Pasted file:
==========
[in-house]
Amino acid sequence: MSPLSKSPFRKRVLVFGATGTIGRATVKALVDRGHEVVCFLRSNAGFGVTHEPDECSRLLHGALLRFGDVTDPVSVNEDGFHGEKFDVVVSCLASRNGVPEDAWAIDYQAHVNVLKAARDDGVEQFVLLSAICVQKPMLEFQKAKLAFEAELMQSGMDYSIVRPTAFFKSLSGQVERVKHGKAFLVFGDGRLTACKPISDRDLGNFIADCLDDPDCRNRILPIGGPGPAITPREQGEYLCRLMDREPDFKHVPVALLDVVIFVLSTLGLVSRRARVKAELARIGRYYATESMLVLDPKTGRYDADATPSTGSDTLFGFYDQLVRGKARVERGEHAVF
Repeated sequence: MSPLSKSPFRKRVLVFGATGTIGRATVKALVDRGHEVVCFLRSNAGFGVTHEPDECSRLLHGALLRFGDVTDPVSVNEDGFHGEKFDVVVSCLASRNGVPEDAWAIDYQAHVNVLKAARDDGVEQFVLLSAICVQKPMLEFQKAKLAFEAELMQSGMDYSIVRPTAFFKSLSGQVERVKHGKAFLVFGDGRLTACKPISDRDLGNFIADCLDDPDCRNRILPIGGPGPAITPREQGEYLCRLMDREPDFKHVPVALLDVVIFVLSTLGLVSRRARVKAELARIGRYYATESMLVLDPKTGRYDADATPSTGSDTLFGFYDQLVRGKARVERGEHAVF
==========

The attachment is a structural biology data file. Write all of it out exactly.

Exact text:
[in-house]
Amino acid sequence: MSPLSKSPFRKRVLVFGATGTIGRATVKALVDRGHEVVCFLRSNAGFGVTHEPDECSRLLHGALLRFGDVTDPVSVNEDGFHGEKFDVVVSCLASRNGVPEDAWAIDYQAHVNVLKAARDDGVEQFVLLSAICVQKPMLEFQKAKLAFEAELMQSGMDYSIVRPTAFFKSLSGQVERVKHGKAFLVFGDGRLTACKPISDRDLGNFIADCLDDPDCRNRILPIGGPGPAITPREQGEYLCRLMDREPDFKHVPVALLDVVIFVLSTLGLVSRRARVKAELARIGRYYATESMLVLDPKTGRYDADATPSTGSDTLFGFYDQLVRGKARVERGEHAVF
Repeated sequence: MSPLSKSPFRKRVLVFGATGTIGRATVKALVDRGHEVVCFLRSNAGFGVTHEPDECSRLLHGALLRFGDVTDPVSVNEDGFHGEKFDVVVSCLASRNGVPEDAWAIDYQAHVNVLKAARDDGVEQFVLLSAICVQKPMLEFQKAKLAFEAELMQSGMDYSIVRPTAFFKSLSGQVERVKHGKAFLVFGDGRLTACKPISDRDLGNFIADCLDDPDCRNRILPIGGPGPAITPREQGEYLCRLMDREPDFKHVPVALLDVVIFVLSTLGLVSRRARVKAELARIGRYYATESMLVLDPKTGRYDADATPSTGSDTLFGFYDQLVRGKARVERGEHAVF